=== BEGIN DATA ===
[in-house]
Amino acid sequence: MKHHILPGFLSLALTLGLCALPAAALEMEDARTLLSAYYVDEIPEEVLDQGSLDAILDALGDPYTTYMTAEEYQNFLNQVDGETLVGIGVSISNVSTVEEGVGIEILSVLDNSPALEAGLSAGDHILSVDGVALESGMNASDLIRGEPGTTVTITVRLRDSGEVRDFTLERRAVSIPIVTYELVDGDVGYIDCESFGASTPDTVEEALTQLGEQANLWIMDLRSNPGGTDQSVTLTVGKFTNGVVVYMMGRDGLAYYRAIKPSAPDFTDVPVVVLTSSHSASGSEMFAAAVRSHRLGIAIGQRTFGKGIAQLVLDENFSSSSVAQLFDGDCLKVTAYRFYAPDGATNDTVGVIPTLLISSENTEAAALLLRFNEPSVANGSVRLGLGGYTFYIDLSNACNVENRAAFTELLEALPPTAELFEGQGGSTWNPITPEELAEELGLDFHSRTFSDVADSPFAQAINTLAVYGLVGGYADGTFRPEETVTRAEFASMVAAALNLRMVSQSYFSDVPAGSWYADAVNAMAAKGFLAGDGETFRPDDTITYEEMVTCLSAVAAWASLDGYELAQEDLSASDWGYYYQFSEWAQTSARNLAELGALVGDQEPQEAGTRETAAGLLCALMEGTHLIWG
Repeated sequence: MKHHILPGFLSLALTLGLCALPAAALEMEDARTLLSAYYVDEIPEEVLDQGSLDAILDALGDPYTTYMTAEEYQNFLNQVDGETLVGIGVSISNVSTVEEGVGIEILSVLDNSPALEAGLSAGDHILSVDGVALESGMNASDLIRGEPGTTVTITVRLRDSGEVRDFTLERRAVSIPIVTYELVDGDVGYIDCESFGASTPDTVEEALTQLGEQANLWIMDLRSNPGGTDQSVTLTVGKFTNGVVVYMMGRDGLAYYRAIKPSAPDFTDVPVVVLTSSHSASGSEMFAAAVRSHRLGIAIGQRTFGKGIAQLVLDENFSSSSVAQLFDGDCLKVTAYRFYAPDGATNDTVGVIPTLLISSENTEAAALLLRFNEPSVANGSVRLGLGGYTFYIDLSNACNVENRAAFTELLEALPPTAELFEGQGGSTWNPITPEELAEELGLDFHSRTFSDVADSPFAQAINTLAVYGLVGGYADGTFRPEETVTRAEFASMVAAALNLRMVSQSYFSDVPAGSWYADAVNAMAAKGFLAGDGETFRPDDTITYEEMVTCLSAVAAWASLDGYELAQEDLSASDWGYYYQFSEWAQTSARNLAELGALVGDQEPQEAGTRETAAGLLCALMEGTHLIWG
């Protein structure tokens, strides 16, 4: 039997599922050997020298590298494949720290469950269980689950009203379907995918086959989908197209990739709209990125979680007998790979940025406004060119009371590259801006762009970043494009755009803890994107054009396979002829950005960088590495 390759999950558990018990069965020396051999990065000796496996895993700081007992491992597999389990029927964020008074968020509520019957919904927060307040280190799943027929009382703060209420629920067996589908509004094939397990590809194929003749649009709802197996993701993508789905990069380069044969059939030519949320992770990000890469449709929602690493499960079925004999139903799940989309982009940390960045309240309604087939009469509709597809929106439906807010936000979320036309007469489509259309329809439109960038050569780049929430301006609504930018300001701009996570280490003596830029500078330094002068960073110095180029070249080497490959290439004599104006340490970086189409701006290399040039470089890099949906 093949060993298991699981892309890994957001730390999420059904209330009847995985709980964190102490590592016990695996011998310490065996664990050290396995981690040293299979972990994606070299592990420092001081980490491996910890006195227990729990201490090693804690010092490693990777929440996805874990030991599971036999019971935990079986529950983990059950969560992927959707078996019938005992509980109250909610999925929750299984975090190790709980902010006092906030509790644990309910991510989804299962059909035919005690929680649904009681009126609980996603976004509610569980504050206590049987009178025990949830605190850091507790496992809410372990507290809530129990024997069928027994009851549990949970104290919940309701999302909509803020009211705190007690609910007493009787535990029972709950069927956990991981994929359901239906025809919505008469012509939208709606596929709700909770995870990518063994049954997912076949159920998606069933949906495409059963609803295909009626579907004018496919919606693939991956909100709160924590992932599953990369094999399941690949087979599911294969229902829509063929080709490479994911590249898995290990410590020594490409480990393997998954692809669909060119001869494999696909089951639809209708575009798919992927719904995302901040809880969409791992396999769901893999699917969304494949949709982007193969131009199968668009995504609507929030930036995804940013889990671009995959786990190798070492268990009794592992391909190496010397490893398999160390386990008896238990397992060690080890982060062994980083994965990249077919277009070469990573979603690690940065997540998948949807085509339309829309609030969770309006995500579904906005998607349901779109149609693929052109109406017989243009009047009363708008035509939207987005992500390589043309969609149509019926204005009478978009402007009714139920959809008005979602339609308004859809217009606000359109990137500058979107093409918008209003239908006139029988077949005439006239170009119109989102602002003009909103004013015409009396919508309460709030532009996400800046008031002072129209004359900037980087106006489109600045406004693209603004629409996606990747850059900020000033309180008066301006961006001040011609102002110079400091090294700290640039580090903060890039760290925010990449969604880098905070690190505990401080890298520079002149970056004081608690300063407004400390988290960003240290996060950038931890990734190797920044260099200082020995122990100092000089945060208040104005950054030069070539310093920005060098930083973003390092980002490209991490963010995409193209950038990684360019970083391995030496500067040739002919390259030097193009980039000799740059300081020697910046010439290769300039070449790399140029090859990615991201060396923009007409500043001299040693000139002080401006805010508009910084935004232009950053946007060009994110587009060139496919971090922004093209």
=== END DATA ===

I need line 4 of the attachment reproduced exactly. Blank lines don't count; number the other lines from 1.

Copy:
């Protein structure tokens, strides 16, 4: 039997599922050997020298590298494949720290469950269980689950009203379907995918086959989908197209990739709209990125979680007998790979940025406004060119009371590259801006762009970043494009755009803890994107054009396979002829950005960088590495 390759999950558990018990069965020396051999990065000796496996895993700081007992491992597999389990029927964020008074968020509520019957919904927060307040280190799943027929009382703060209420629920067996589908509004094939397990590809194929003749649009709802197996993701993508789905990069380069044969059939030519949320992770990000890469449709929602690493499960079925004999139903799940989309982009940390960045309240309604087939009469509709597809929106439906807010936000979320036309007469489509259309329809439109960038050569780049929430301006609504930018300001701009996570280490003596830029500078330094002068960073110095180029070249080497490959290439004599104006340490970086189409701006290399040039470089890099949906 093949060993298991699981892309890994957001730390999420059904209330009847995985709980964190102490590592016990695996011998310490065996664990050290396995981690040293299979972990994606070299592990420092001081980490491996910890006195227990729990201490090693804690010092490693990777929440996805874990030991599971036999019971935990079986529950983990059950969560992927959707078996019938005992509980109250909610999925929750299984975090190790709980902010006092906030509790644990309910991510989804299962059909035919005690929680649904009681009126609980996603976004509610569980504050206590049987009178025990949830605190850091507790496992809410372990507290809530129990024997069928027994009851549990949970104290919940309701999302909509803020009211705190007690609910007493009787535990029972709950069927956990991981994929359901239906025809919505008469012509939208709606596929709700909770995870990518063994049954997912076949159920998606069933949906495409059963609803295909009626579907004018496919919606693939991956909100709160924590992932599953990369094999399941690949087979599911294969229902829509063929080709490479994911590249898995290990410590020594490409480990393997998954692809669909060119001869494999696909089951639809209708575009798919992927719904995302901040809880969409791992396999769901893999699917969304494949949709982007193969131009199968668009995504609507929030930036995804940013889990671009995959786990190798070492268990009794592992391909190496010397490893398999160390386990008896238990397992060690080890982060062994980083994965990249077919277009070469990573979603690690940065997540998948949807085509339309829309609030969770309006995500579904906005998607349901779109149609693929052109109406017989243009009047009363708008035509939207987005992500390589043309969609149509019926204005009478978009402007009714139920959809008005979602339609308004859809217009606000359109990137500058979107093409918008209003239908006139029988077949005439006239170009119109989102602002003009909103004013015409009396919508309460709030532009996400800046008031002072129209004359900037980087106006489109600045406004693209603004629409996606990747850059900020000033309180008066301006961006001040011609102002110079400091090294700290640039580090903060890039760290925010990449969604880098905070690190505990401080890298520079002149970056004081608690300063407004400390988290960003240290996060950038931890990734190797920044260099200082020995122990100092000089945060208040104005950054030069070539310093920005060098930083973003390092980002490209991490963010995409193209950038990684360019970083391995030496500067040739002919390259030097193009980039000799740059300081020697910046010439290769300039070449790399140029090859990615991201060396923009007409500043001299040693000139002080401006805010508009910084935004232009950053946007060009994110587009060139496919971090922004093209």